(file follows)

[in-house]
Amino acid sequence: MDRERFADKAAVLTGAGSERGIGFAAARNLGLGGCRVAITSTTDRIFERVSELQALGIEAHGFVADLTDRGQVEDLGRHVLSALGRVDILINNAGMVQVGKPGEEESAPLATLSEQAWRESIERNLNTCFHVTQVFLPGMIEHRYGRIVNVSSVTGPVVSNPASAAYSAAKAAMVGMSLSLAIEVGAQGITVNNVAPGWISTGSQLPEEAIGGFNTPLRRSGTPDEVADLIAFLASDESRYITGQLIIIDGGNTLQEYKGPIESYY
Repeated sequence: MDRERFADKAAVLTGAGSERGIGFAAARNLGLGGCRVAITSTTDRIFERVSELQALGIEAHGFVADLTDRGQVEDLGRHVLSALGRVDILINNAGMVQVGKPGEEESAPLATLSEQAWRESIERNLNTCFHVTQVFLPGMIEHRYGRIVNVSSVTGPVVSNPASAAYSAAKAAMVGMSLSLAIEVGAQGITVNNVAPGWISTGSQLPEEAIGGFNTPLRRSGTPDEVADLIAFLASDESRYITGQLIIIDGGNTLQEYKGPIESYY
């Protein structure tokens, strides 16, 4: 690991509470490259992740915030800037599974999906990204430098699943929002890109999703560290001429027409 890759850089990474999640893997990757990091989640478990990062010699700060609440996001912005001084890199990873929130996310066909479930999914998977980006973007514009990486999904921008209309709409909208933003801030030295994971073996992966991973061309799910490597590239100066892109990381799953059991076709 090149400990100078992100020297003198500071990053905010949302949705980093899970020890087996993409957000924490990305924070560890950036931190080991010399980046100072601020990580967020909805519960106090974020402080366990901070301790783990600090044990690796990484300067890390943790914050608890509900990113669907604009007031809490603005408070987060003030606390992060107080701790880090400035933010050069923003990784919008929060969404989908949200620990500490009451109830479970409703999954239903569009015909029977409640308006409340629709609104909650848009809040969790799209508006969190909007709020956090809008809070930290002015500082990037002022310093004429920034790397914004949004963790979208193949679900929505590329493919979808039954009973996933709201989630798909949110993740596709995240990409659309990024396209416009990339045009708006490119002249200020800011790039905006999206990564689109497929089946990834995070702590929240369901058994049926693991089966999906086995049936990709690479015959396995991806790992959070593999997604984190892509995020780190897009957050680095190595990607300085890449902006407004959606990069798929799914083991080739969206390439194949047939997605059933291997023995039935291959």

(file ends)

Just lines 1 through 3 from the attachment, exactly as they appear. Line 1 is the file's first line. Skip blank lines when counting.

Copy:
[in-house]
Amino acid sequence: MDRERFADKAAVLTGAGSERGIGFAAARNLGLGGCRVAITSTTDRIFERVSELQALGIEAHGFVADLTDRGQVEDLGRHVLSALGRVDILINNAGMVQVGKPGEEESAPLATLSEQAWRESIERNLNTCFHVTQVFLPGMIEHRYGRIVNVSSVTGPVVSNPASAAYSAAKAAMVGMSLSLAIEVGAQGITVNNVAPGWISTGSQLPEEAIGGFNTPLRRSGTPDEVADLIAFLASDESRYITGQLIIIDGGNTLQEYKGPIESYY
Repeated sequence: MDRERFADKAAVLTGAGSERGIGFAAARNLGLGGCRVAITSTTDRIFERVSELQALGIEAHGFVADLTDRGQVEDLGRHVLSALGRVDILINNAGMVQVGKPGEEESAPLATLSEQAWRESIERNLNTCFHVTQVFLPGMIEHRYGRIVNVSSVTGPVVSNPASAAYSAAKAAMVGMSLSLAIEVGAQGITVNNVAPGWISTGSQLPEEAIGGFNTPLRRSGTPDEVADLIAFLASDESRYITGQLIIIDGGNTLQEYKGPIESYY